Prior to their recent spring reading at Analog, I introduced you to a few members of The Glass Room Poets. We learned how the group started and got its name. And, we spoke about life as a poet, the process, and the invaluable benefits of a well-oiled writing group.  

Our conversations continued and expanded even beyond what was an unforgettable night of poetry (more about that in a minute). After experiencing their combined and unique brands of magic, I happily share more from these men and women who have helped put Chambana on the map as literary town of note. They may just change the way think about poetry.  

The Glass Room Poets spring reading at Analog was perhaps the closest we in 2019 Chambana will get to the feeling of a literary salon.  And in contrast to the still-raw quality of the reading/event space, the poems shared, even the new ones, reflected a level of insight and mastery of craft that are rarely found in one, let alone, seven poets.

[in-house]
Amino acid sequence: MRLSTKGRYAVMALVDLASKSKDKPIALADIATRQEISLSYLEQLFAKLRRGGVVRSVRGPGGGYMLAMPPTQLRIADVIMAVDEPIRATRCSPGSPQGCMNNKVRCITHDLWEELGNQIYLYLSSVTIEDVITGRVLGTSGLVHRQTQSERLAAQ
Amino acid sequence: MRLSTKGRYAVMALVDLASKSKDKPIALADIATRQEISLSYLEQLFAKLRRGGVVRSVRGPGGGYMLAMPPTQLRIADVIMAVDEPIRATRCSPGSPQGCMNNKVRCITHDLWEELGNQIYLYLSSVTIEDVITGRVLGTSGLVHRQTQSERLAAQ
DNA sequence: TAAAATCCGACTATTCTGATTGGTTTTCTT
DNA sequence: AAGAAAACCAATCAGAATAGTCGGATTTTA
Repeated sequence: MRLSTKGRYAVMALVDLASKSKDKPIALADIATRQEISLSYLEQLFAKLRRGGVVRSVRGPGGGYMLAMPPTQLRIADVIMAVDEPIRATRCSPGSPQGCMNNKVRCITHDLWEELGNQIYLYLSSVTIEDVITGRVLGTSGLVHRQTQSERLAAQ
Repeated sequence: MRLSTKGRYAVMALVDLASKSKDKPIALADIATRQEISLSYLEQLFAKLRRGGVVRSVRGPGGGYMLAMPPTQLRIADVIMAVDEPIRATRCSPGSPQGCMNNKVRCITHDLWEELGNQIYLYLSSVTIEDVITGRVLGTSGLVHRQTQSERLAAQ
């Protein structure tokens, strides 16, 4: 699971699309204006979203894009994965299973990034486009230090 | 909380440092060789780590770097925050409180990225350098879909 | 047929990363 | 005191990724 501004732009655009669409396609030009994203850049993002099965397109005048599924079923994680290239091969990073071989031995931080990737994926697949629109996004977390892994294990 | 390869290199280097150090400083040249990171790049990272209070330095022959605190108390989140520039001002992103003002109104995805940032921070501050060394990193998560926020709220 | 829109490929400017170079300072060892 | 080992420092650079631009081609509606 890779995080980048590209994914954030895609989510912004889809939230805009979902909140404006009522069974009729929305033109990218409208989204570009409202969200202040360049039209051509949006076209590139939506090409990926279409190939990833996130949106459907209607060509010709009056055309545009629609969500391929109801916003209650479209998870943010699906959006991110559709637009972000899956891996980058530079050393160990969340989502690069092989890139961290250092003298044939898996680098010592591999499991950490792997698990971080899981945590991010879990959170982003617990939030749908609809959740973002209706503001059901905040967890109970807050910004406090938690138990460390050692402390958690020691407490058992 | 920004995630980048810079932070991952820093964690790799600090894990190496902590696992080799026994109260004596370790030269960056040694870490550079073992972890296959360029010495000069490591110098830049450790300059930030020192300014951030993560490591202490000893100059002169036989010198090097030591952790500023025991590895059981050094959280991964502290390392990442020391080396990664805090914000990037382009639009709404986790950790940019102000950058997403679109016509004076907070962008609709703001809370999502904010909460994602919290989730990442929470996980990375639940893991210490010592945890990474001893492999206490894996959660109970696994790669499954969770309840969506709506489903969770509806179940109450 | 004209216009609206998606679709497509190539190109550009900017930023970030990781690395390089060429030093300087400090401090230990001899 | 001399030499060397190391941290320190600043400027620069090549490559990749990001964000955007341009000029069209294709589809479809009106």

It is also quite rare to find a group of writers who, while strong in their unique voices, share a sensibility that brings a cohesiveness to group readings.  As Julie Price Pinkerton said after the reading, "there's not a weak link in the bunch."  There is something in the way they introduce each other, or listen to each other read, that speaks of a deep bond between them.  There is respect, there is gratitude, and for this particular reading, there was a shared preoccupation with the weather—which, I suppose, is to be expected from a group of prairie poets. Rain featured prominently in many poems that night. It appeared as a tempest, a threat, a release, a resetting and an ablution.